The interaction of type (delay, trace) by conditioning (paired, unpaired) by SOA was significant and contrast analyses showed significantly increased startle in the delay paired group compared to the delay unpaired group at the 30, 50, 100 and 150 ms SOA (Figure 4). There was no significant difference between the trace paired and the trace-unpaired group at any SOA. Contrast analyses showed significantly increased startle in the delay paired compared to the trace-paired group at the 30, 50, 100 and 150 ms SOA. There were no significant differences between the delay unpaired and the trace unpaired group.

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Figure 4. Startle reflexes following delay conditioning (left panel) and trace conditioning (right panel) expressed as proportion of difference from control in the paired and the unpaired group across stimulus onset asynchronies (SOA). Error bars represent 1 standard error of the mean.

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Figure 4. Startle reflexes following delay conditioning (left panel) and trace conditioning (right panel) expressed as proportion of difference from control in the paired and the unpaired group across stimulus onset asynchronies (SOA). Error bars represent 1 standard error of the mean.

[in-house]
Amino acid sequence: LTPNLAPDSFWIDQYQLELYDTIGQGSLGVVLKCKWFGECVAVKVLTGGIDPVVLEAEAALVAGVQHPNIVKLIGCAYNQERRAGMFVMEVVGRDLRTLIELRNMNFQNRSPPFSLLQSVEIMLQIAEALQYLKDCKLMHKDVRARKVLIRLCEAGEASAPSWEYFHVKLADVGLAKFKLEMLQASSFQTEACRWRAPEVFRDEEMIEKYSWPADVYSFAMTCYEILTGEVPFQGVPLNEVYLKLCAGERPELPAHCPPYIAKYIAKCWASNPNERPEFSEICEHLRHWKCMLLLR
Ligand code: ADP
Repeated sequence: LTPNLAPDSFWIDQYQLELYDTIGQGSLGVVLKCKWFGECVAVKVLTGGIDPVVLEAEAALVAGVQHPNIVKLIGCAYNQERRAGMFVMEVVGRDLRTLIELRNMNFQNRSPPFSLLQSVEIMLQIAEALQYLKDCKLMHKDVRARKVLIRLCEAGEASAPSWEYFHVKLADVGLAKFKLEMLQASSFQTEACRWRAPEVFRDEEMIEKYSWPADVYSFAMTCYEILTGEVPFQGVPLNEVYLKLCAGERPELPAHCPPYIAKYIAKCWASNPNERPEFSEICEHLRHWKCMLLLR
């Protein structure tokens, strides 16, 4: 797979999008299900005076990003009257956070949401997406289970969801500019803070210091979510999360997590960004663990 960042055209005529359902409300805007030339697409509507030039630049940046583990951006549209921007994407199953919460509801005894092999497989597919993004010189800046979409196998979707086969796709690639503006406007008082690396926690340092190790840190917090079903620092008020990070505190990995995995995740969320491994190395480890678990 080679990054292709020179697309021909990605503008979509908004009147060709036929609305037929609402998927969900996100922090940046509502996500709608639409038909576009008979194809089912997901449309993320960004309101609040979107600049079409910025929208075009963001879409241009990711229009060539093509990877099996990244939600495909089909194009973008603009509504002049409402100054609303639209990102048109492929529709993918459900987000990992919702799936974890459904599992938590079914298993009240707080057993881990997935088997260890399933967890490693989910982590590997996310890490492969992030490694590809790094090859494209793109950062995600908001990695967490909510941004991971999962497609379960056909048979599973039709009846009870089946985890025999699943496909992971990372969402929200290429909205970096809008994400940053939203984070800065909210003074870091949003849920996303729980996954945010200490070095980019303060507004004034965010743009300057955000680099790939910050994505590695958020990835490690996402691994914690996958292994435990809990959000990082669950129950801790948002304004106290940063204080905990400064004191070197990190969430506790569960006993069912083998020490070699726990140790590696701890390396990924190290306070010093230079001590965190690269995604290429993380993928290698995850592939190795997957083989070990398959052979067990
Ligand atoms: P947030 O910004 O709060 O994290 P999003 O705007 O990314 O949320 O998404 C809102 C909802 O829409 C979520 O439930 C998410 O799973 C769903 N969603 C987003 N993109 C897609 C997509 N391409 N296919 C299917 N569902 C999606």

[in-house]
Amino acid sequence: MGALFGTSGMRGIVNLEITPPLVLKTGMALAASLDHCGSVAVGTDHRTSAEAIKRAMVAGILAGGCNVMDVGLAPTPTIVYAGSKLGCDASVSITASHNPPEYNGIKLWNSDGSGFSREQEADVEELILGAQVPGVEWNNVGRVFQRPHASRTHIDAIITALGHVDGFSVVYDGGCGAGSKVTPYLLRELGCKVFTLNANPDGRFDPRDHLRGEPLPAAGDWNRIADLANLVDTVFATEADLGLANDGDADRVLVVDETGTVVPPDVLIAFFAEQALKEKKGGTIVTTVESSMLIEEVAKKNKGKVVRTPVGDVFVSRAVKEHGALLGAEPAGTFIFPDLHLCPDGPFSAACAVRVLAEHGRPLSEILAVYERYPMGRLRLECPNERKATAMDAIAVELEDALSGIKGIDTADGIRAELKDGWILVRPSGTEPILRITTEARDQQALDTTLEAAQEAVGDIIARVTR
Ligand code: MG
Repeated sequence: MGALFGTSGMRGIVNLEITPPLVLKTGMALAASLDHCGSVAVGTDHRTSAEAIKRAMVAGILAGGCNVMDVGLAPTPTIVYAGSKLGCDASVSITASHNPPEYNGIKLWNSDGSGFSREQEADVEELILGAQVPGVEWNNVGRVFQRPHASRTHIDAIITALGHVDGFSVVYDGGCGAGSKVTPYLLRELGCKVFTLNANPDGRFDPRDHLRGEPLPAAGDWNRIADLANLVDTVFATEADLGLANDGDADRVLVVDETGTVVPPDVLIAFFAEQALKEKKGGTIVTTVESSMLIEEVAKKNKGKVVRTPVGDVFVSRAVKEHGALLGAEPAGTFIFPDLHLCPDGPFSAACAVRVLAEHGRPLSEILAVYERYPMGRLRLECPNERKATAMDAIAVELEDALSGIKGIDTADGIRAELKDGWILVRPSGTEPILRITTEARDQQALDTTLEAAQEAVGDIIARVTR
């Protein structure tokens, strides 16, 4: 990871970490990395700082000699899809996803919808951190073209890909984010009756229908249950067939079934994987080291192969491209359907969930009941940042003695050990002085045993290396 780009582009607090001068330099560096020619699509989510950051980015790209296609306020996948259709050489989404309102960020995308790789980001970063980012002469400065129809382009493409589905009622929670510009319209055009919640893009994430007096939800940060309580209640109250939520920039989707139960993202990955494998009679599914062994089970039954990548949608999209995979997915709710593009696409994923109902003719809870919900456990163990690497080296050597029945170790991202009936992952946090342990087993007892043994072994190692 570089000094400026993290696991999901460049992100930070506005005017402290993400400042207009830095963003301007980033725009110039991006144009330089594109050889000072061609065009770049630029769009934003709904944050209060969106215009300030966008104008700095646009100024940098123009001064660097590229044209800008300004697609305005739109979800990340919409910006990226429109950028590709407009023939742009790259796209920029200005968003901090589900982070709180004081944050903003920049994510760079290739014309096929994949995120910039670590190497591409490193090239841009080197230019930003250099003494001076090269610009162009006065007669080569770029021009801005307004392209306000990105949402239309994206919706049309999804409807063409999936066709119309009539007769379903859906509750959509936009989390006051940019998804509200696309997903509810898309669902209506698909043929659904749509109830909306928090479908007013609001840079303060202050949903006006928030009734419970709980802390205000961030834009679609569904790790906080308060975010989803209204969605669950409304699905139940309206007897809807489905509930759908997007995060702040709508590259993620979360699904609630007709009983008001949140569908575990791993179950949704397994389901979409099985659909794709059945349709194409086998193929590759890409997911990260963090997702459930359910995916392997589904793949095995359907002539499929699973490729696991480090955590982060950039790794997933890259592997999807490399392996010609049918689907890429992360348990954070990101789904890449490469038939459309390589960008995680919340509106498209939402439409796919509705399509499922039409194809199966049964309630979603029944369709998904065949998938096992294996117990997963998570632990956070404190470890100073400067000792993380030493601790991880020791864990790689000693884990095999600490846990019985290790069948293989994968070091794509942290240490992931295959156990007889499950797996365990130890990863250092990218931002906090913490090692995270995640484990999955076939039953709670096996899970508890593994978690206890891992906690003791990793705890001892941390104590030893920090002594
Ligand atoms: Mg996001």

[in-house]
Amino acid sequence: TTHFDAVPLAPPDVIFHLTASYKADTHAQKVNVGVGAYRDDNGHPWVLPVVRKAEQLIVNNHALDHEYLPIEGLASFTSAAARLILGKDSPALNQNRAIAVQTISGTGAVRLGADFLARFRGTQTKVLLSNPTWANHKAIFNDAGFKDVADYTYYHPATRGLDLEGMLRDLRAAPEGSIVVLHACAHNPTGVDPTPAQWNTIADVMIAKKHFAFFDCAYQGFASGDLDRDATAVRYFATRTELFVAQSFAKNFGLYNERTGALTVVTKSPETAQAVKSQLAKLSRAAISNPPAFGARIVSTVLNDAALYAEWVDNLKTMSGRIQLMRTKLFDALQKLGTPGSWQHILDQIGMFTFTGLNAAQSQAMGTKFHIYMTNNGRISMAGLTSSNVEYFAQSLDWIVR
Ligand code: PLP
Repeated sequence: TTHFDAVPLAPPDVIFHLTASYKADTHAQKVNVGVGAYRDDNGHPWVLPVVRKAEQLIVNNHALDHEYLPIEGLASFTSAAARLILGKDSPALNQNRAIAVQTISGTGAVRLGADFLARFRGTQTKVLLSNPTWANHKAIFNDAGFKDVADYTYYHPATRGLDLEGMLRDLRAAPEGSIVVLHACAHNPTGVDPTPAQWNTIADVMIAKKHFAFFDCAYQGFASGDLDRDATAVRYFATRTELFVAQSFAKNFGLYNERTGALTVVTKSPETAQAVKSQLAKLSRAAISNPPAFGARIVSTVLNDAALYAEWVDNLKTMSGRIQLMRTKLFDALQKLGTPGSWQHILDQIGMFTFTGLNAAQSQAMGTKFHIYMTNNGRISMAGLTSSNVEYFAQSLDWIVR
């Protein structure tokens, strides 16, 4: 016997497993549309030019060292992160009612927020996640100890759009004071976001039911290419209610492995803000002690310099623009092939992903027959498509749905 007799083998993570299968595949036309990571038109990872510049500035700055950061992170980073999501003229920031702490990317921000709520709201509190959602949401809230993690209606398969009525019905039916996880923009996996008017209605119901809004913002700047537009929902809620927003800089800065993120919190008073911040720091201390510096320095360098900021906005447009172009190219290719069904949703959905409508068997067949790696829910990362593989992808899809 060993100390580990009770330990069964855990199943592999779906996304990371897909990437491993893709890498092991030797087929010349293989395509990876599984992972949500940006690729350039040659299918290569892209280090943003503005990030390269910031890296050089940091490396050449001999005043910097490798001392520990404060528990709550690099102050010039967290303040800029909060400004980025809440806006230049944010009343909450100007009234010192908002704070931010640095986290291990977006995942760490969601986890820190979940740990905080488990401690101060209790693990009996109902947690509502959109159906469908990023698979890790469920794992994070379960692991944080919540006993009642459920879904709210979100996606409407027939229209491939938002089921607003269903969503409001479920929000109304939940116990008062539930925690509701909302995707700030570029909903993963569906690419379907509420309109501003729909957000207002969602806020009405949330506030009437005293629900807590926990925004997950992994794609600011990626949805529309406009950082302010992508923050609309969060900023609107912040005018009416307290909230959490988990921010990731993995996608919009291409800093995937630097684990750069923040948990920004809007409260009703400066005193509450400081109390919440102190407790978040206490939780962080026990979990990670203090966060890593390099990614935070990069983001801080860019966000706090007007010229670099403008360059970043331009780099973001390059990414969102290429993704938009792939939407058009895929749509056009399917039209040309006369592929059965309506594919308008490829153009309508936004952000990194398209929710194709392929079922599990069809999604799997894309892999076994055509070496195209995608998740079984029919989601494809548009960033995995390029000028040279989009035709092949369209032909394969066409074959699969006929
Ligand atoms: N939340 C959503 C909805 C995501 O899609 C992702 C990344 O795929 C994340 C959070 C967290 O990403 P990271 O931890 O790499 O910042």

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The CS-US-contingency data revealed no significant difference between the delay paired and the trace paired, or between the delay unpaired and the trace-unpaired groups. There was a significant main effect of conditioning due to more correct answers to the awareness questions in the paired groups compared to the unpaired groups.

2.3.4. Conclusions